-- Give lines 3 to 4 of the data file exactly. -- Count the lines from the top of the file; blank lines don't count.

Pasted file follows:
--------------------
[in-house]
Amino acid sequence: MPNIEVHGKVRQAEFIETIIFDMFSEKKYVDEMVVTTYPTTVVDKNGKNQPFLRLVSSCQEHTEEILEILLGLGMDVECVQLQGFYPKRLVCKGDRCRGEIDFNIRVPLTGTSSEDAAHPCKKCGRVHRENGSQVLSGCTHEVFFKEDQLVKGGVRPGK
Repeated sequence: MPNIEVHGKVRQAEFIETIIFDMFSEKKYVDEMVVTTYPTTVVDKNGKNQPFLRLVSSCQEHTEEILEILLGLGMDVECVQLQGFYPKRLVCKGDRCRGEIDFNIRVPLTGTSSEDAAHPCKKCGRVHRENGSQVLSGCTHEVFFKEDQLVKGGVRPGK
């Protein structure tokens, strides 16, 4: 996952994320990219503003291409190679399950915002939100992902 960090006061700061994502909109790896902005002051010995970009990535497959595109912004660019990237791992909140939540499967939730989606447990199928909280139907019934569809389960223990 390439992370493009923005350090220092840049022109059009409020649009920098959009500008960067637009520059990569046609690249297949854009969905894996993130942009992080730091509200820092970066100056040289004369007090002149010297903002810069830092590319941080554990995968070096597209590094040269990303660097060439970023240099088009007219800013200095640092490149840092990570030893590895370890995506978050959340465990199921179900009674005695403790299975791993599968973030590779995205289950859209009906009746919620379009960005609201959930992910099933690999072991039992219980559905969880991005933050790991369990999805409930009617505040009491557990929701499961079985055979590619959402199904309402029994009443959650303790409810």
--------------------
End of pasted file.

Repeated sequence: MPNIEVHGKVRQAEFIETIIFDMFSEKKYVDEMVVTTYPTTVVDKNGKNQPFLRLVSSCQEHTEEILEILLGLGMDVECVQLQGFYPKRLVCKGDRCRGEIDFNIRVPLTGTSSEDAAHPCKKCGRVHRENGSQVLSGCTHEVFFKEDQLVKGGVRPGK
């Protein structure tokens, strides 16, 4: 996952994320990219503003291409190679399950915002939100992902 960090006061700061994502909109790896902005002051010995970009990535497959595109912004660019990237791992909140939540499967939730989606447990199928909280139907019934569809389960223990 390439992370493009923005350090220092840049022109059009409020649009920098959009500008960067637009520059990569046609690249297949854009969905894996993130942009992080730091509200820092970066100056040289004369007090002149010297903002810069830092590319941080554990995968070096597209590094040269990303660097060439970023240099088009007219800013200095640092490149840092990570030893590895370890995506978050959340465990199921179900009674005695403790299975791993599968973030590779995205289950859209009906009746919620379009960005609201959930992910099933690999072991039992219980559905969880991005933050790991369990999805409930009617505040009491557990929701499961079985055979590619959402199904309402029994009443959650303790409810």